Publicly traded companies are increasingly taking one of the safest routes for investing profits:
By repurchasing company shares.
For the 2nd quarter of 2014, companies spent a whopping $116.2 billion repurchasing shares.
Believe it or not, that’s 1.6% lower than during the 2nd quarter of 2013.
Apple topped the list of the buyback kings. The company repurchased nearly $5 billion worth of shares this past spring.
Then again, that was down significantly from the tech giant’s record-setting $16 billion of repurchased shares, again back in Q2 of 2013.
Investing in the company – and shareholders’ pockets
S&P 500 companies lo-o-ove investing in themselves. This is a trend that’s been on the rise since the market crashed in 2008 with no foreseeable drop in sight.
From July 2013-June 2014, S&P 500 firms shelled out $533 billion repurchasing shares – a 26.6% jump. The busiest period was in the first quarter of this year as firms paid $159.3 billion for their own stocks, the second largest repurchase quarter ever.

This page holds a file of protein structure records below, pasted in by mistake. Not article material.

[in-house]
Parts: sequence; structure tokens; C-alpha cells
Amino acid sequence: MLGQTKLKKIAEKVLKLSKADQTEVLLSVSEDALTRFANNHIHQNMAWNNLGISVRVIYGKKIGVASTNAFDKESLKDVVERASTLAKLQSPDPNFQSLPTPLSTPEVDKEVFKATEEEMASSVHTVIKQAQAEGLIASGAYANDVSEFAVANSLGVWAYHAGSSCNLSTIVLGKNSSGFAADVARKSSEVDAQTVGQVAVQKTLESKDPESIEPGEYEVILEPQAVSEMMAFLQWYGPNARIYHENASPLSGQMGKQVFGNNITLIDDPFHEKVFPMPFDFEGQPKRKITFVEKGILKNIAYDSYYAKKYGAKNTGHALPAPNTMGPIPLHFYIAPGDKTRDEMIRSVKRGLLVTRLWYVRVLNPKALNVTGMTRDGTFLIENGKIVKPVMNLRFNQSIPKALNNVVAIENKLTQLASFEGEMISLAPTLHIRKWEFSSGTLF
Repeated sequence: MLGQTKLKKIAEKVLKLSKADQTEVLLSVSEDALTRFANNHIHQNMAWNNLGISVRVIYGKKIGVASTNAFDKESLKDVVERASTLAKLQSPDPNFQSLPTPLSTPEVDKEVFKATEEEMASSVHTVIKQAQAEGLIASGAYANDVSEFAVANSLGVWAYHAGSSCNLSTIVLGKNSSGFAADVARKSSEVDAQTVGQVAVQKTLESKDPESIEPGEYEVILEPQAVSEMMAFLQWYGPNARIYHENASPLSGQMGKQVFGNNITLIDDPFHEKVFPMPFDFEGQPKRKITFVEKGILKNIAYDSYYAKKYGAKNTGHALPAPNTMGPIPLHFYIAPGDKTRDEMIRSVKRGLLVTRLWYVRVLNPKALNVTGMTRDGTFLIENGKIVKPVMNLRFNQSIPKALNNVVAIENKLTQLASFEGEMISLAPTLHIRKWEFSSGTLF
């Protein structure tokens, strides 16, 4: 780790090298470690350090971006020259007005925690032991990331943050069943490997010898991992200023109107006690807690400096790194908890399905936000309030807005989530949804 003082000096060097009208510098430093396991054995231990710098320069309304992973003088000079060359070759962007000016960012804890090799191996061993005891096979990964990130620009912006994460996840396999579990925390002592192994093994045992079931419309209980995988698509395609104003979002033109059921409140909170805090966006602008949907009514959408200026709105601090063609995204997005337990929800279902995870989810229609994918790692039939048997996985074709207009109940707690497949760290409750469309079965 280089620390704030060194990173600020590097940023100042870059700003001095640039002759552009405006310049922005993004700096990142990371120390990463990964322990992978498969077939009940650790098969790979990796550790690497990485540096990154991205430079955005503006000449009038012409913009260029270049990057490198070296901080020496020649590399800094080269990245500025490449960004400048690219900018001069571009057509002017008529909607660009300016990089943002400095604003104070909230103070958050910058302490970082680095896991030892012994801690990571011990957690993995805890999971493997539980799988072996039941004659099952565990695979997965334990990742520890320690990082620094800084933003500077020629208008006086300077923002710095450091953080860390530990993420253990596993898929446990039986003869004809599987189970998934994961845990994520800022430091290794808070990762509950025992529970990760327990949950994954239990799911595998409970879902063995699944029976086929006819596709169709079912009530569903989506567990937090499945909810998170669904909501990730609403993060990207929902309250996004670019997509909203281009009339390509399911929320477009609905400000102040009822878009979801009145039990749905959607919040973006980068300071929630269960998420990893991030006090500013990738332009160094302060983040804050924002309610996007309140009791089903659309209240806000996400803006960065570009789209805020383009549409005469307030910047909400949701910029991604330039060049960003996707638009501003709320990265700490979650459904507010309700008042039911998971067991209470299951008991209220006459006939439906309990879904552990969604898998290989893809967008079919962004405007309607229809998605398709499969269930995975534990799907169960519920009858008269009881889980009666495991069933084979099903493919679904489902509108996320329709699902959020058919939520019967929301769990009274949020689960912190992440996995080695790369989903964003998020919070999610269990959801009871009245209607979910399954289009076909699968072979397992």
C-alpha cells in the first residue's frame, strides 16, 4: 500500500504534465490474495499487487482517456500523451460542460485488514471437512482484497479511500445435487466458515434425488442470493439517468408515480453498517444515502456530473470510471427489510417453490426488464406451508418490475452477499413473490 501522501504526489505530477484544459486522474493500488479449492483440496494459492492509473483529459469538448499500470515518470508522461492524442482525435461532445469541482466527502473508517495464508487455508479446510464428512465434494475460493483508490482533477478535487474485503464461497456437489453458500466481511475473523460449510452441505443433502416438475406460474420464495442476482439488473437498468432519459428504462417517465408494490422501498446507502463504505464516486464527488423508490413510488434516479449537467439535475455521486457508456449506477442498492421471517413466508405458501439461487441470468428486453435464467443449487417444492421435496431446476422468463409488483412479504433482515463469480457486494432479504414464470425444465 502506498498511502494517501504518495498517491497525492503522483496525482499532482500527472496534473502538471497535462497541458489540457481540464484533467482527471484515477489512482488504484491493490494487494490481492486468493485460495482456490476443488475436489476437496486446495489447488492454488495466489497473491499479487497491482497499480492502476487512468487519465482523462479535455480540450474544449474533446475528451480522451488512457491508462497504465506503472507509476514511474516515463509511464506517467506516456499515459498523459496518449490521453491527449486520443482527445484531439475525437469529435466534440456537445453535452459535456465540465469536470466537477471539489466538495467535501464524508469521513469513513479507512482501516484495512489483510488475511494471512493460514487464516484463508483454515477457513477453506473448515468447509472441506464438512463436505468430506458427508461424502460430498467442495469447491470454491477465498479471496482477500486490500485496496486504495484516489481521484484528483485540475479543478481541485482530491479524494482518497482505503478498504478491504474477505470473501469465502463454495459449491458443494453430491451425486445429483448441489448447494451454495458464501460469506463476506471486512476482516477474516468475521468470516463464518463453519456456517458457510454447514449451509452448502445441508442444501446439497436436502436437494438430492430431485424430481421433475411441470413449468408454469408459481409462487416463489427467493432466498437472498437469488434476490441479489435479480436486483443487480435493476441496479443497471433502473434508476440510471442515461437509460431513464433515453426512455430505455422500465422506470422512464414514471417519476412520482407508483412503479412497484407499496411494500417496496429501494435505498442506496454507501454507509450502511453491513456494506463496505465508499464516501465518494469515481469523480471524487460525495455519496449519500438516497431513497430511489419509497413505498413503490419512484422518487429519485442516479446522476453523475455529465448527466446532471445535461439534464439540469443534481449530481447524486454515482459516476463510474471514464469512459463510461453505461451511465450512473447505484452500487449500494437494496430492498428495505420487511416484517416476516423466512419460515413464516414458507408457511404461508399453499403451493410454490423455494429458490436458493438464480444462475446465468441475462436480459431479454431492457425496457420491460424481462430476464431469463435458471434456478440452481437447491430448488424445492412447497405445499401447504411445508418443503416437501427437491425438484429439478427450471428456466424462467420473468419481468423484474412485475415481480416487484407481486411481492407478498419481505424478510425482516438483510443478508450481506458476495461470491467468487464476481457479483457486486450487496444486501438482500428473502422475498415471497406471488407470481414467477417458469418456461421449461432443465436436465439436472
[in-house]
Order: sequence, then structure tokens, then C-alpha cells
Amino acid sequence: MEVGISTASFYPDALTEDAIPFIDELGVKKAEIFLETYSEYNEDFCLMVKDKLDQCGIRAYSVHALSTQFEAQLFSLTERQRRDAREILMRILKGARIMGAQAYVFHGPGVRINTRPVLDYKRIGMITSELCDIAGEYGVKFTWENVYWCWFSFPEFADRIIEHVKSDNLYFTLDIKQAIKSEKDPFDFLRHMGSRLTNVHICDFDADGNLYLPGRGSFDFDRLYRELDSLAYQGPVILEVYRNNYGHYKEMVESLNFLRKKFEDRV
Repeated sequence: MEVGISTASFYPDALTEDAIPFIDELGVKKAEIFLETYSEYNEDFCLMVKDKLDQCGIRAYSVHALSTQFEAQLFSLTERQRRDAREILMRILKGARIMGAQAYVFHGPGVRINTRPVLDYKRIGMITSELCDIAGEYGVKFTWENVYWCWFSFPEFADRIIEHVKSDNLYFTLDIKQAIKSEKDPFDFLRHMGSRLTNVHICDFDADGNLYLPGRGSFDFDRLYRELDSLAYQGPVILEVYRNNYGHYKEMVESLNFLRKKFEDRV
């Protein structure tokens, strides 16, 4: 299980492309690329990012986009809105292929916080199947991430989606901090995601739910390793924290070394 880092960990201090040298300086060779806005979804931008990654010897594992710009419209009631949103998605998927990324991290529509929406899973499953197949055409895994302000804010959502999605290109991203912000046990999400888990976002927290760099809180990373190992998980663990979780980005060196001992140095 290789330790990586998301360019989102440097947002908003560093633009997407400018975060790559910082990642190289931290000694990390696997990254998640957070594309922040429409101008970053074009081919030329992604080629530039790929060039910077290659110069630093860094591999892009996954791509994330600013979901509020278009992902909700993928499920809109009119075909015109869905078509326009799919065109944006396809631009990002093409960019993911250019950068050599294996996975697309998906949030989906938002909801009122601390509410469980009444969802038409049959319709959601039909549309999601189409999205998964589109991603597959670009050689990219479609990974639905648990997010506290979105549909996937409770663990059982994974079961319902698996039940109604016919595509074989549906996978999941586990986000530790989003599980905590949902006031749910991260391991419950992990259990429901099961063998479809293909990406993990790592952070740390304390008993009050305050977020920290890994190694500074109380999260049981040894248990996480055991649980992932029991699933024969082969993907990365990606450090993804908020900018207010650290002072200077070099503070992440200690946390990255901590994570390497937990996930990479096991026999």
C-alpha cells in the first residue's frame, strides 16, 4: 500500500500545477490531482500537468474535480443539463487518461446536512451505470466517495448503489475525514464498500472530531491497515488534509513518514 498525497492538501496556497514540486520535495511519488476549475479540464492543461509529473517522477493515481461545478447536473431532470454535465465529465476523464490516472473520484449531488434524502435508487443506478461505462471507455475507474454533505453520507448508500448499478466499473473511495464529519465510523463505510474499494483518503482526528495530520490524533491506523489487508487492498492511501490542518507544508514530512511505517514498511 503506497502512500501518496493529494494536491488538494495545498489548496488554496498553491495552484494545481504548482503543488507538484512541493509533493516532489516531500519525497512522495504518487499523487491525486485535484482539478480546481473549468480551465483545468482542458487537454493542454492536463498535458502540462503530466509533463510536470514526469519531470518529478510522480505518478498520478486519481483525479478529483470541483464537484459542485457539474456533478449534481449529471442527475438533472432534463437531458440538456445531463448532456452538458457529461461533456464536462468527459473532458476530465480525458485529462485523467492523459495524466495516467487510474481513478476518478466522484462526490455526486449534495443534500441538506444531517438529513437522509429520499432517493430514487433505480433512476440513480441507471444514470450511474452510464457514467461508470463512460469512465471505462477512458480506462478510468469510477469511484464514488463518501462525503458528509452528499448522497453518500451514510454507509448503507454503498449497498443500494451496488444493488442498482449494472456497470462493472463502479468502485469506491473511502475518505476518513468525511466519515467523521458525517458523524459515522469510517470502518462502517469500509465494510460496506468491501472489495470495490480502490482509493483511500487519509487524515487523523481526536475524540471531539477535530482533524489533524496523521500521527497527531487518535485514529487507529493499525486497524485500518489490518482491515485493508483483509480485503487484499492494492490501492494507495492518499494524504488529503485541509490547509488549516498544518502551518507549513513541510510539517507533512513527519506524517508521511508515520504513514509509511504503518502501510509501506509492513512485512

So what’s going on here?
There are at least two positive signs from the continuing boom in repurchases:
1. Companies by and large have cash on hand. The bottom line for small companies, medium-sized firms and corporations is better than five years ago.
2. Stockholders are sharing in the wealth. Many money market funds that the largest number of workers are staking their retirements on have bounced back.
Now the negatives:
1. Hiring remains flat. Many companies have remained profitable even after trimming staff and salaries (of course, reducing payroll and benefits also helps some companies come out ahead).
2. Smaller companies say the U.S.’s sky-high corporate tax rates and government regulations make expanding the business more difficult than ever.
And corporations increasingly favor shielding income from Uncle Sam. Think Burger King relocating up north and Medtronic heading for the Emerald Isle.
While repurchases aren’t truly investments (they don’t show up in the Cash Flow from Investing column), they constitute a company reinvesting in itself. For now, that strategy makes a lot of sense.